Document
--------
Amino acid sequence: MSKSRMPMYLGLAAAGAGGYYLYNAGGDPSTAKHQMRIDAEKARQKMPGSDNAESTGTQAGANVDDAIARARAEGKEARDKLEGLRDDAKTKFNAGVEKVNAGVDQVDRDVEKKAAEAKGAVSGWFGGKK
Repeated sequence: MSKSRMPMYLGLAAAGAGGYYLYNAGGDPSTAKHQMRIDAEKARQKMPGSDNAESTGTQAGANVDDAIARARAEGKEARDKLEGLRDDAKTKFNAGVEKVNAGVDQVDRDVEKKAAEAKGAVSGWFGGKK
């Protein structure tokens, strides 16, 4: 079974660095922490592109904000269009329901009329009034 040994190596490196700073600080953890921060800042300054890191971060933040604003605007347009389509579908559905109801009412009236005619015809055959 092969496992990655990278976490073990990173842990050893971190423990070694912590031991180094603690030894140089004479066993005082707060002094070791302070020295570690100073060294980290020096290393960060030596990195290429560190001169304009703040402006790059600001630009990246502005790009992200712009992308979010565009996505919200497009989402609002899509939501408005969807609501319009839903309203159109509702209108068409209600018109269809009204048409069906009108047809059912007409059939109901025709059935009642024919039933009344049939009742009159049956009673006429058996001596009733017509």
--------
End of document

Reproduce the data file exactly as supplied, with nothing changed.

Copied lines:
Amino acid sequence: MSKSRMPMYLGLAAAGAGGYYLYNAGGDPSTAKHQMRIDAEKARQKMPGSDNAESTGTQAGANVDDAIARARAEGKEARDKLEGLRDDAKTKFNAGVEKVNAGVDQVDRDVEKKAAEAKGAVSGWFGGKK
Repeated sequence: MSKSRMPMYLGLAAAGAGGYYLYNAGGDPSTAKHQMRIDAEKARQKMPGSDNAESTGTQAGANVDDAIARARAEGKEARDKLEGLRDDAKTKFNAGVEKVNAGVDQVDRDVEKKAAEAKGAVSGWFGGKK
């Protein structure tokens, strides 16, 4: 079974660095922490592109904000269009329901009329009034 040994190596490196700073600080953890921060800042300054890191971060933040604003605007347009389509579908559905109801009412009236005619015809055959 092969496992990655990278976490073990990173842990050893971190423990070694912590031991180094603690030894140089004479066993005082707060002094070791302070020295570690100073060294980290020096290393960060030596990195290429560190001169304009703040402006790059600001630009990246502005790009992200712009992308979010565009996505919200497009989402609002899509939501408005969807609501319009839903309203159109509702209108068409209600018109269809009204048409069906009108047809059912007409059939109901025709059935009642024919039933009344049939009742009159049956009673006429058996001596009733017509």